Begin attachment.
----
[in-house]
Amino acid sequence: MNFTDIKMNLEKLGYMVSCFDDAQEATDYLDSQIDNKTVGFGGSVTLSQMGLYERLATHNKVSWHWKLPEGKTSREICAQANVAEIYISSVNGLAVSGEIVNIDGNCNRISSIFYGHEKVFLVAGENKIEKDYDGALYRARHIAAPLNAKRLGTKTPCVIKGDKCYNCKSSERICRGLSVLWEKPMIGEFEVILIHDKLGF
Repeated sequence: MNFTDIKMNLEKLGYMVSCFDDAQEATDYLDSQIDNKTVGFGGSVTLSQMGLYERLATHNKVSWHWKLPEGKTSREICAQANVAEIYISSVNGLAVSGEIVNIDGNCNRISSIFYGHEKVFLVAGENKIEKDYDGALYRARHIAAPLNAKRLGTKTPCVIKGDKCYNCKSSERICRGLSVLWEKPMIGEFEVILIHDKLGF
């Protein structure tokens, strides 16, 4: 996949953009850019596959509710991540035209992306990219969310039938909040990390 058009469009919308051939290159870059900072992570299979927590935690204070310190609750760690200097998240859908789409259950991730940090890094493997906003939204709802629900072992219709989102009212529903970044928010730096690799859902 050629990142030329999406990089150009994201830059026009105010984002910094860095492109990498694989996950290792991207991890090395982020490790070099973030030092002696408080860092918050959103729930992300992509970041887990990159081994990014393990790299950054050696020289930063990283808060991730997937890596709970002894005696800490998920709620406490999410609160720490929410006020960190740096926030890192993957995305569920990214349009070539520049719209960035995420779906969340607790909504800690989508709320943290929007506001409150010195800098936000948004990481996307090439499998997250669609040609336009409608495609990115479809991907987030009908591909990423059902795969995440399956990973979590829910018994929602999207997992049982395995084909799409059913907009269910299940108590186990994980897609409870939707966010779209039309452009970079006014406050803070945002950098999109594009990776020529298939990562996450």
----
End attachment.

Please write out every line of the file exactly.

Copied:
[in-house]
Amino acid sequence: MNFTDIKMNLEKLGYMVSCFDDAQEATDYLDSQIDNKTVGFGGSVTLSQMGLYERLATHNKVSWHWKLPEGKTSREICAQANVAEIYISSVNGLAVSGEIVNIDGNCNRISSIFYGHEKVFLVAGENKIEKDYDGALYRARHIAAPLNAKRLGTKTPCVIKGDKCYNCKSSERICRGLSVLWEKPMIGEFEVILIHDKLGF
Repeated sequence: MNFTDIKMNLEKLGYMVSCFDDAQEATDYLDSQIDNKTVGFGGSVTLSQMGLYERLATHNKVSWHWKLPEGKTSREICAQANVAEIYISSVNGLAVSGEIVNIDGNCNRISSIFYGHEKVFLVAGENKIEKDYDGALYRARHIAAPLNAKRLGTKTPCVIKGDKCYNCKSSERICRGLSVLWEKPMIGEFEVILIHDKLGF
């Protein structure tokens, strides 16, 4: 996949953009850019596959509710991540035209992306990219969310039938909040990390 058009469009919308051939290159870059900072992570299979927590935690204070310190609750760690200097998240859908789409259950991730940090890094493997906003939204709802629900072992219709989102009212529903970044928010730096690799859902 050629990142030329999406990089150009994201830059026009105010984002910094860095492109990498694989996950290792991207991890090395982020490790070099973030030092002696408080860092918050959103729930992300992509970041887990990159081994990014393990790299950054050696020289930063990283808060991730997937890596709970002894005696800490998920709620406490999410609160720490929410006020960190740096926030890192993957995305569920990214349009070539520049719209960035995420779906969340607790909504800690989508709320943290929007506001409150010195800098936000948004990481996307090439499998997250669609040609336009409608495609990115479809991907987030009908591909990423059902795969995440399956990973979590829910018994929602999207997992049982395995084909799409059913907009269910299940108590186990994980897609409870939707966010779209039309452009970079006014406050803070945002950098999109594009990776020529298939990562996450």